20. The fabrication method of claim 12, wherein semi-cured non-solderable material is spread over the support member; in the heating and pressurizing step, predetermined temperature and pressure are applied to the semi-cured non-solderable material, so as to cure and firmly attach the non-solderable material to the core layer.
21. The fabrication method of claim 12, wherein the non-solderable material is partly removed by using a grinder.
22. The fabrication method of claim 12, wherein the non-solderable material is partly removed by laser-etching technique.
Description
FIELD OF THE INVENTION

The present invention relates to fabrication methods for circuit boards, and more particularly, to a method for fabricating a substrate or a printed circuit board (PCB).

BACKGROUND OF THE INVENTION

In conventional processes for fabricating a circuit board such as substrate or printed circuit board (PCB), first, a core layer is prepared by fiber glass, epoxy resin, polyimide, FR4 resin or BT resin, etc. Then, at least a copper film is attached to the core layer, and patterned to form a plurality of conductive traces on the core layer. Since the trace-forming process is well known in the art, it is not to be further described herein.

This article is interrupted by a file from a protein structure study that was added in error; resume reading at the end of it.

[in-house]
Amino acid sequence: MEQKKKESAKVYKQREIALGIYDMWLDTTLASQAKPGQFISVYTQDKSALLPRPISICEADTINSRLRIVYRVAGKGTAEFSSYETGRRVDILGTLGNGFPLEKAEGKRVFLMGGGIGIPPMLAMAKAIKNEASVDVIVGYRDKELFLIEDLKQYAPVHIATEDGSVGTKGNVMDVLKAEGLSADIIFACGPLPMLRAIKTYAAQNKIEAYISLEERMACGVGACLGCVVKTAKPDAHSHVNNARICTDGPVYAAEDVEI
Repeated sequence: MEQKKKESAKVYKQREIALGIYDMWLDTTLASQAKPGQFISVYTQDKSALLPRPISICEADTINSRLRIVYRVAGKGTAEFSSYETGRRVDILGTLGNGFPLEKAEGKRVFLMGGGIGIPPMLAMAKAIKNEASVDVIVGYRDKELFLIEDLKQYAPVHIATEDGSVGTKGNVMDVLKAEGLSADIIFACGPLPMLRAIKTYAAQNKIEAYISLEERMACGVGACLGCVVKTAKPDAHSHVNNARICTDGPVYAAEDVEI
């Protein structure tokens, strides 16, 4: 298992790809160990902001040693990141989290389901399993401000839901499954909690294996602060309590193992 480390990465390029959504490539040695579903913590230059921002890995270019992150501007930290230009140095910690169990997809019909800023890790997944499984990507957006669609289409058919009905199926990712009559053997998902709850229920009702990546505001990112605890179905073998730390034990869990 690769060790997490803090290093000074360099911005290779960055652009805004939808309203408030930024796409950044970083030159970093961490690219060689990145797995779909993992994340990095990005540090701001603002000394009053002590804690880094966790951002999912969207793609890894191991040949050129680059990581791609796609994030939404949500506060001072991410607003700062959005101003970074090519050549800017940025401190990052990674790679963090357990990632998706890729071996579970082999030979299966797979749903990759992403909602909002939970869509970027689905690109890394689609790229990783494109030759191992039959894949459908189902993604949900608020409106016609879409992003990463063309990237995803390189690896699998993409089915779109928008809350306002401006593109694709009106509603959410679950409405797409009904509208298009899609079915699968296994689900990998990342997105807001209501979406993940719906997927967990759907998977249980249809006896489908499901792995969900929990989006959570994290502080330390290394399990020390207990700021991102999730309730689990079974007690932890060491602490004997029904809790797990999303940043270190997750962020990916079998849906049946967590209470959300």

After that, solder mask is applied over the conductive traces to form protective coating on the core layer, so as to protect the conductive traces against oxidation or short circuit without affecting electricity thereof. In more detail, solder mask is first applied over the core layer by halftone-printing, roller-coating, screen-coating or electrostatic-spraying processes. Then, undesired part of solder mask is removed through the use of exposure and development techniques; remaining solder mask is baked under high temperature and become cured to form the protective coating.

However, the above conventional circuit board is inherent with significant drawbacks. For example, during the process for applying solder mask over the core layer, halftone-printing or roller-coating processes are performed in multiple times for accumulating solder mask with desired thickness; this considerably increases process complexity in fabrication. And, accumulated thickness of solder mask is hardly controlled, which may adversely affect planarity and electrical stability of the circuit board. Moreover, in the baking process under high temperature, due to mismatch in coefficient of thermal expansion (CTE) between solder mask and the core layer of the circuit board, thermal stress would be generated and causes warpage of the circuit board. Furthermore, during coating solder mask over the core layer, air would be possibly trapped in solder mask to form voids, which facilitates the occurrence of popcorn effect in subsequent fabrication processes. In addition, solder mask is poorly adhered with copper traces formed on the core layer; this would easily cause delamination at interface between solder mask and conductive traces, and undesirably affect quality and reliability of the circuit board.